Touching Spirit Bear

Touching Spirit Bear by Ben Mikaelsen is about a boy from Minneapolis who is going down the wrong path in life. He beats up a boy from school and has to face a Native American Circle Justice council. They agree that he will be banished to an island in Alaska to think through his behavior and try to find the right path. Within days, he is mauled by a mysterious white bear and through this, he starts to accept responsibility for what he has done in the past. There are many opinions and reviews about this book by Native scholars and culturalists.

Before committing to any lesson plan idea, please be sure to research the literature, resources and any classroom materials you intend to use for accuracy and appropriateness. There is great diversity in Native communities and we cannot stress enough the importance of educating yourself, as well as connecting with elders and culturalists in your region for guidance and assistance in curriculum development.

Materials Needed


Art Materials


Activity Process


To introduce book, I read the summary and the first chapter about Cole beating up another kid. This really got the students interested and wanting to read more but I stopped there to get them more motivated for the next chapter.


We began reading the book at the end of January. Once we started to do activities such as the blanket, play-doh, stranded on an island, etc. the students looked forward to hearing more of the story and asked for us to read it during free time that we had.


  1. Journal/Reading Responses (Writing, Language Arts) Students logged entries in a journal.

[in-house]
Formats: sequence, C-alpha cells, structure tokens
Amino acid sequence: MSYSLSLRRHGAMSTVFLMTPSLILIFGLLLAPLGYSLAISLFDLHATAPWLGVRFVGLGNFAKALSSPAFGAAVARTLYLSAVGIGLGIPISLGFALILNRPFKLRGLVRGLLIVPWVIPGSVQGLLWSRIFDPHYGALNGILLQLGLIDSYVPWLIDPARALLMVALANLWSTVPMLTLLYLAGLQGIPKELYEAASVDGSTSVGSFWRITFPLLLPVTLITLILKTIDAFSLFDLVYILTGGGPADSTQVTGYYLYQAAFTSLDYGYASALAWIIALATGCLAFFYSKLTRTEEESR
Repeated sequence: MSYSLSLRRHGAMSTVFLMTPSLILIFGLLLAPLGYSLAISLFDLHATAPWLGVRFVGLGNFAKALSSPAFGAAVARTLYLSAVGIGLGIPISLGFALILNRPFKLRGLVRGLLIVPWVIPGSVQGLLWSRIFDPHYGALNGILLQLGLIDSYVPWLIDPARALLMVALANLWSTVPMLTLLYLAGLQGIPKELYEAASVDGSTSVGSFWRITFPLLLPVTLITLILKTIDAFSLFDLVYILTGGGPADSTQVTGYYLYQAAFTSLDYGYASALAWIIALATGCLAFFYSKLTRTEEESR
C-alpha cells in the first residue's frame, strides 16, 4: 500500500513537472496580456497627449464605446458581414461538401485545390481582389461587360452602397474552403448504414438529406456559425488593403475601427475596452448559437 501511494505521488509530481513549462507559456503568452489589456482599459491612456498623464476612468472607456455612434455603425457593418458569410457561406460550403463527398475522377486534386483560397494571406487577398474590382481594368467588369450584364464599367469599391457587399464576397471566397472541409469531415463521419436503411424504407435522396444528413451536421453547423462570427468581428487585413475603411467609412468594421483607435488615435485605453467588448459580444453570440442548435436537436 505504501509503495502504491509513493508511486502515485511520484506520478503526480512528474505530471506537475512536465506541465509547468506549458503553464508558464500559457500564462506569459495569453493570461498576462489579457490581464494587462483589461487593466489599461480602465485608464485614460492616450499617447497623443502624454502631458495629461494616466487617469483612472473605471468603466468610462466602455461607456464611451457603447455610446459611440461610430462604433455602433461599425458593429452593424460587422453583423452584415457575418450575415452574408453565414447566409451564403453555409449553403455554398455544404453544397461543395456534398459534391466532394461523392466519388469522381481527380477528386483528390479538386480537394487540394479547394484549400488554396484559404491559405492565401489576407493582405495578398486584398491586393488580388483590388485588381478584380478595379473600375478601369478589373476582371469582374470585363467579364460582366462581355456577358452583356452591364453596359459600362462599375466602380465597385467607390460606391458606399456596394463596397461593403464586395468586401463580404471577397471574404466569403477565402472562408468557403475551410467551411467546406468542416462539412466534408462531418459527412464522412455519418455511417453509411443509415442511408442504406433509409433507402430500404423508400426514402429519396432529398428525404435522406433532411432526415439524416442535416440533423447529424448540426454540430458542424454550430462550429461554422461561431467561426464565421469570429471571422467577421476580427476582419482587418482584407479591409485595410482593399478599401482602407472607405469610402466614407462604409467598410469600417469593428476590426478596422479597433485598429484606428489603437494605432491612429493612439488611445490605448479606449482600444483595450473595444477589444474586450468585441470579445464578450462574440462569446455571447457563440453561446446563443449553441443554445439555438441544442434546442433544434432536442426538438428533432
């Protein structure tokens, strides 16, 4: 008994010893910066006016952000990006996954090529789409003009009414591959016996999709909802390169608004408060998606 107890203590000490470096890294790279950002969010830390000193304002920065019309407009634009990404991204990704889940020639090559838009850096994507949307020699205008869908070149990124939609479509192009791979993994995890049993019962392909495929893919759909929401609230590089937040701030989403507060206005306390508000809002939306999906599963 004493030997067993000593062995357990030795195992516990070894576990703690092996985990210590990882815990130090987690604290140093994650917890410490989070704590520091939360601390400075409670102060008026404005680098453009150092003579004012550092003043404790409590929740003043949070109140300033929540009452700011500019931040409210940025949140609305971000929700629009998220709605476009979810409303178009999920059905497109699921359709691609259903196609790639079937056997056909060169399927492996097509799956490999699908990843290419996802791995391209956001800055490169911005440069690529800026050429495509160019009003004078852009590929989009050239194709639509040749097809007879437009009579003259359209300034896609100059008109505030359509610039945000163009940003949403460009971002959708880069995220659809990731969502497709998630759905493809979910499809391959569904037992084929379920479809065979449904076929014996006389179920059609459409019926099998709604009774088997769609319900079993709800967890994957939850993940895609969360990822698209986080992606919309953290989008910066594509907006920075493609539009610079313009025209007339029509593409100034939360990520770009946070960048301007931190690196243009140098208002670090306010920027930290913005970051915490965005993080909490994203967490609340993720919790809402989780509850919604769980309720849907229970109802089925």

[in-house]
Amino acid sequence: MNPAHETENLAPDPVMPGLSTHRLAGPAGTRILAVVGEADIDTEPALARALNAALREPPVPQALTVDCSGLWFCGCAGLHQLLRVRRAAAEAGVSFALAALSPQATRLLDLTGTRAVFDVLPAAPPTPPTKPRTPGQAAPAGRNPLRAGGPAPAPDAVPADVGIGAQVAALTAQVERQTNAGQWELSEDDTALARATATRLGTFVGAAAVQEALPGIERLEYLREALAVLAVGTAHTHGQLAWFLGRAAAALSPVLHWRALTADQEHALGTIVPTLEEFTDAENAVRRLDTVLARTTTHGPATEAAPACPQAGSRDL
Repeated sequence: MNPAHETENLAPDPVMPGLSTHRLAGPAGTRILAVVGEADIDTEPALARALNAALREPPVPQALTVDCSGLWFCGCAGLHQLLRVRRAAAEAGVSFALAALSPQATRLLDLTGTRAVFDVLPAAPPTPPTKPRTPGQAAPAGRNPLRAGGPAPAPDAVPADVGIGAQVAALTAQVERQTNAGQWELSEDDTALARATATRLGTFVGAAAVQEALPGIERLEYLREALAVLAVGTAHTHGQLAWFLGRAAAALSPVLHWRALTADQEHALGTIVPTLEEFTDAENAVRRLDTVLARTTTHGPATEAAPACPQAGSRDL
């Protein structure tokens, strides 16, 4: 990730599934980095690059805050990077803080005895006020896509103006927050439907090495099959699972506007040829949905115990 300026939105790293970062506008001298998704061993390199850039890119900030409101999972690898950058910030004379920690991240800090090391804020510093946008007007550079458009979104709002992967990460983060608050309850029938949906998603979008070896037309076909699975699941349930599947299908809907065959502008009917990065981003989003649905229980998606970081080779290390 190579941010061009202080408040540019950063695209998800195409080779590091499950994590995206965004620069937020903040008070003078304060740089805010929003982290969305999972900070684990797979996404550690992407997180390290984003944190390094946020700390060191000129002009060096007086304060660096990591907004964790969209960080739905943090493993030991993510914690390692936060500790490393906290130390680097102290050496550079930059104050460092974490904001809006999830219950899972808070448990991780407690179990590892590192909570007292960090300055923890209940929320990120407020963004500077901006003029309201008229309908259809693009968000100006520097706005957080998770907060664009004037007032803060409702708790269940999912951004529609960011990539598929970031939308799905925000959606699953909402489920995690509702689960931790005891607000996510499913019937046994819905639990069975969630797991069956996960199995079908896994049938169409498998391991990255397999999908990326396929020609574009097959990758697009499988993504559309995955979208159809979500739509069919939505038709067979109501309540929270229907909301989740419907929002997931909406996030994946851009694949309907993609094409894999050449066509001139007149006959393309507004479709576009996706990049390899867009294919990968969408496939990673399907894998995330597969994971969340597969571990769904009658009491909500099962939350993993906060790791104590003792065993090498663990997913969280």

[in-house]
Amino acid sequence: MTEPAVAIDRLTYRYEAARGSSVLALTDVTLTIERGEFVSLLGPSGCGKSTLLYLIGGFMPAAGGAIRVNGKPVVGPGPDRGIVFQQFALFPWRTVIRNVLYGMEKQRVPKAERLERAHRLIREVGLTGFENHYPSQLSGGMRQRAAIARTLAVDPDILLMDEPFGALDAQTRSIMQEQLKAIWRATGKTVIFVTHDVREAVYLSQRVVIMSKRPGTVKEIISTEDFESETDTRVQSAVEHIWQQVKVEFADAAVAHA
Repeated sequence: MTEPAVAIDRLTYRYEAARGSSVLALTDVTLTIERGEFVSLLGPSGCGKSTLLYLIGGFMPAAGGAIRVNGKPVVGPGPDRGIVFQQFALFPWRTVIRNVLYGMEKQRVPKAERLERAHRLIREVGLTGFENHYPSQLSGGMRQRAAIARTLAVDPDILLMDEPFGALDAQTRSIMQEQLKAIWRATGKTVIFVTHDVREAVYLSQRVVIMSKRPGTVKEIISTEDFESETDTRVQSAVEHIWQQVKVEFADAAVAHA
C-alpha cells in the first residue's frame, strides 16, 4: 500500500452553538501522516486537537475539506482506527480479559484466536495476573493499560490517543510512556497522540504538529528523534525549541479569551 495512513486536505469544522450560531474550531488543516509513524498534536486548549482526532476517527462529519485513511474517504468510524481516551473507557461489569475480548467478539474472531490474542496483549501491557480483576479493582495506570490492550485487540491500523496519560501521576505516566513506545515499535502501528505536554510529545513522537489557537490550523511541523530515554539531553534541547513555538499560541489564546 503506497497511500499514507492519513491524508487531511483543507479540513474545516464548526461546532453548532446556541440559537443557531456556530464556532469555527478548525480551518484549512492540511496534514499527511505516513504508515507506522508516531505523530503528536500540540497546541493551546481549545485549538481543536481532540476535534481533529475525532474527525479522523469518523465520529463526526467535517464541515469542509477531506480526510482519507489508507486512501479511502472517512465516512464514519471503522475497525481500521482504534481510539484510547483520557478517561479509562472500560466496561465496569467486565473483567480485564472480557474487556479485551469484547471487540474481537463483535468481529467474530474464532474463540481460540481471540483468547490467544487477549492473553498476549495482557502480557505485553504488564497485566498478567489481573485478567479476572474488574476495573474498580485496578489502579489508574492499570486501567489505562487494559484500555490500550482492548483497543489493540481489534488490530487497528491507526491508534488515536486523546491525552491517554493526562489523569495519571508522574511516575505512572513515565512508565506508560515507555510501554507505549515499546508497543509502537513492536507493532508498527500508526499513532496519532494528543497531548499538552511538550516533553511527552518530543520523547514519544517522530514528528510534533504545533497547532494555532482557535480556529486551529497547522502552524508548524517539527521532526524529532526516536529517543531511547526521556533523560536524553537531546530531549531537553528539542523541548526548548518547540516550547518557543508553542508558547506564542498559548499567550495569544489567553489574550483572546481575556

2. I Am Poem (Writing, Language Arts, Social-ethics) Students created an "I am" poem. They were given a template to follow and had to insert word, feelings, thoughts, etc.
  3. Spelling activities (Language Arts) The students did various activities with the words throughout the week: word sorts, word finds crossword puzzles, and spelling kickball
  4. Play-doh (Science) (referencing the cake scene of TSB) We used this lesson to teach them about how we can be good at something when we do it ourselves but if we "mix up" our knowledge with someone else's, we might be even better.
  5. Stranded on an Island (Science, Language Arts) They had to think about what they might need in order to survive on an island by themselves. We gave them each a paper bag and told them they had to find at least 3 items they could use for survival.
  6. aa.tow blanket (Math - Community Building) An aa.tow is something that is inherited and passed down from generation to generation. We began by asking students to figure area and perimeter of a given piece of material. They were then asked to create an image from the book that came to mind as they were listening. They then used various art media to transfer their design onto the square they were given. The squares were then sewed together to create an aa.tow.



When the book is finished, I had the students write a review about the book with an emphasis on persuading another reader to read this book. They summarized the ideas within the book, talked about problems and solutions, and the main characters.

Vocabulary Words


Students enjoyed the variety of lessons and were engaged throughout. They also felt a sense of accomplishment and pride, after finishing the at.oow blanket, and expressed honor in having it hang in the school.

Grade Level

Primary Content Area

American Indian Learner Outcomes

Content Standards


Language Arts


Social Studies